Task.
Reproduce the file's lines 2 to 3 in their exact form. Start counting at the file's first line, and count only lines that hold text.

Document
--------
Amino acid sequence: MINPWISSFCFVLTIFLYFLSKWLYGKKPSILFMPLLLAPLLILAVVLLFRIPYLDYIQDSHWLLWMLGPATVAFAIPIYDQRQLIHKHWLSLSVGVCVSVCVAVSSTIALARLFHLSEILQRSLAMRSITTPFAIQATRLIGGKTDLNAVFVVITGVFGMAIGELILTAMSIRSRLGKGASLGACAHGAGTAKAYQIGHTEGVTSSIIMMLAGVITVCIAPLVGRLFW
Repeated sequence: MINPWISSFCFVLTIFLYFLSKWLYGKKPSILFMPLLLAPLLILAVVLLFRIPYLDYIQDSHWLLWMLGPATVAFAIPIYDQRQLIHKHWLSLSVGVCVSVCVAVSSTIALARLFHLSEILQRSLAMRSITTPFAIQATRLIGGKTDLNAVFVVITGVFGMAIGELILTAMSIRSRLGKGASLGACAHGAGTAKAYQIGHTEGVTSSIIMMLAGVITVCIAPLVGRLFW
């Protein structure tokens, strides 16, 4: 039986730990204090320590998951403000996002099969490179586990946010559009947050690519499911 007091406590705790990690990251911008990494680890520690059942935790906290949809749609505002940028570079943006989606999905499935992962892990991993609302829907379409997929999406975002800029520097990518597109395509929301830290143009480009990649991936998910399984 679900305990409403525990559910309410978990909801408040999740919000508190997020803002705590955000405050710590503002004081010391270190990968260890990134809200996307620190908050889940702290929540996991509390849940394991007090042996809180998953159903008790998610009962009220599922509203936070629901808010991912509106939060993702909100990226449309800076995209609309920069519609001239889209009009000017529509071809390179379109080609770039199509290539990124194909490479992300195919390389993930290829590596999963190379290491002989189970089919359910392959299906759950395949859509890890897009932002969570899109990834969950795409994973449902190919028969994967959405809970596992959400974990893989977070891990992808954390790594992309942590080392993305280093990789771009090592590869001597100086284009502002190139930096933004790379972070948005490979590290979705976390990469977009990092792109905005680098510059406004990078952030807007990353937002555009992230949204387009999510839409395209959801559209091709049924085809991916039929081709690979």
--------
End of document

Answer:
Repeated sequence: MINPWISSFCFVLTIFLYFLSKWLYGKKPSILFMPLLLAPLLILAVVLLFRIPYLDYIQDSHWLLWMLGPATVAFAIPIYDQRQLIHKHWLSLSVGVCVSVCVAVSSTIALARLFHLSEILQRSLAMRSITTPFAIQATRLIGGKTDLNAVFVVITGVFGMAIGELILTAMSIRSRLGKGASLGACAHGAGTAKAYQIGHTEGVTSSIIMMLAGVITVCIAPLVGRLFW
């Protein structure tokens, strides 16, 4: 039986730990204090320590998951403000996002099969490179586990946010559009947050690519499911 007091406590705790990690990251911008990494680890520690059942935790906290949809749609505002940028570079943006989606999905499935992962892990991993609302829907379409997929999406975002800029520097990518597109395509929301830290143009480009990649991936998910399984 679900305990409403525990559910309410978990909801408040999740919000508190997020803002705590955000405050710590503002004081010391270190990968260890990134809200996307620190908050889940702290929540996991509390849940394991007090042996809180998953159903008790998610009962009220599922509203936070629901808010991912509106939060993702909100990226449309800076995209609309920069519609001239889209009009000017529509071809390179379109080609770039199509290539990124194909490479992300195919390389993930290829590596999963190379290491002989189970089919359910392959299906759950395949859509890890897009932002969570899109990834969950795409994973449902190919028969994967959405809970596992959400974990893989977070891990992808954390790594992309942590080392993305280093990789771009090592590869001597100086284009502002190139930096933004790379972070948005490979590290979705976390990469977009990092792109905005680098510059406004990078952030807007990353937002555009992230949204387009999510839409395209959801559209091709049924085809991916039929081709690979």